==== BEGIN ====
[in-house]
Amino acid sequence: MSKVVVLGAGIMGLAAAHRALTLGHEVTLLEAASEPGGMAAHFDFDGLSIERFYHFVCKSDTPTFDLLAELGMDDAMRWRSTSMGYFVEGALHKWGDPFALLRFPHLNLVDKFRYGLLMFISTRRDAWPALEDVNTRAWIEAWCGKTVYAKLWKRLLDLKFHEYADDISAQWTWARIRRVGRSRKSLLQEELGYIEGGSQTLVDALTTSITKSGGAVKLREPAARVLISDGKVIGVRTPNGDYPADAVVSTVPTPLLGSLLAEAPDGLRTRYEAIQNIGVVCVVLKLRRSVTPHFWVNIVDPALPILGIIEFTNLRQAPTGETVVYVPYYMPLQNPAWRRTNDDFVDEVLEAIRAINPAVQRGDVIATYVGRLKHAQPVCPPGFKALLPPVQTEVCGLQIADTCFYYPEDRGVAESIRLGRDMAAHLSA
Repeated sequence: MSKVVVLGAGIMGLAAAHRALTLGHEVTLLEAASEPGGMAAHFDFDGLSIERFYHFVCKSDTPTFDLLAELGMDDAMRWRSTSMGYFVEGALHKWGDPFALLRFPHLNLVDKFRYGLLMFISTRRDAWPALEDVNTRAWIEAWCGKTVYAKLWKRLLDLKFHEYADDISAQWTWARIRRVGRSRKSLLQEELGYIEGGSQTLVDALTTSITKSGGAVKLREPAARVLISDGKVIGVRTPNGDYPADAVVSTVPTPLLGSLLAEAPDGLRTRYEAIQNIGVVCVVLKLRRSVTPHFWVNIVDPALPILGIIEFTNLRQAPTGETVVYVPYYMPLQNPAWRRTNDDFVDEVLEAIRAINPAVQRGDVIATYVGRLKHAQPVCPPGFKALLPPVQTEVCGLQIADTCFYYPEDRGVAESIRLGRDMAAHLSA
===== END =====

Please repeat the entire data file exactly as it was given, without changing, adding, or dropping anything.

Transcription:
[in-house]
Amino acid sequence: MSKVVVLGAGIMGLAAAHRALTLGHEVTLLEAASEPGGMAAHFDFDGLSIERFYHFVCKSDTPTFDLLAELGMDDAMRWRSTSMGYFVEGALHKWGDPFALLRFPHLNLVDKFRYGLLMFISTRRDAWPALEDVNTRAWIEAWCGKTVYAKLWKRLLDLKFHEYADDISAQWTWARIRRVGRSRKSLLQEELGYIEGGSQTLVDALTTSITKSGGAVKLREPAARVLISDGKVIGVRTPNGDYPADAVVSTVPTPLLGSLLAEAPDGLRTRYEAIQNIGVVCVVLKLRRSVTPHFWVNIVDPALPILGIIEFTNLRQAPTGETVVYVPYYMPLQNPAWRRTNDDFVDEVLEAIRAINPAVQRGDVIATYVGRLKHAQPVCPPGFKALLPPVQTEVCGLQIADTCFYYPEDRGVAESIRLGRDMAAHLSA
Repeated sequence: MSKVVVLGAGIMGLAAAHRALTLGHEVTLLEAASEPGGMAAHFDFDGLSIERFYHFVCKSDTPTFDLLAELGMDDAMRWRSTSMGYFVEGALHKWGDPFALLRFPHLNLVDKFRYGLLMFISTRRDAWPALEDVNTRAWIEAWCGKTVYAKLWKRLLDLKFHEYADDISAQWTWARIRRVGRSRKSLLQEELGYIEGGSQTLVDALTTSITKSGGAVKLREPAARVLISDGKVIGVRTPNGDYPADAVVSTVPTPLLGSLLAEAPDGLRTRYEAIQNIGVVCVVLKLRRSVTPHFWVNIVDPALPILGIIEFTNLRQAPTGETVVYVPYYMPLQNPAWRRTNDDFVDEVLEAIRAINPAVQRGDVIATYVGRLKHAQPVCPPGFKALLPPVQTEVCGLQIADTCFYYPEDRGVAESIRLGRDMAAHLSA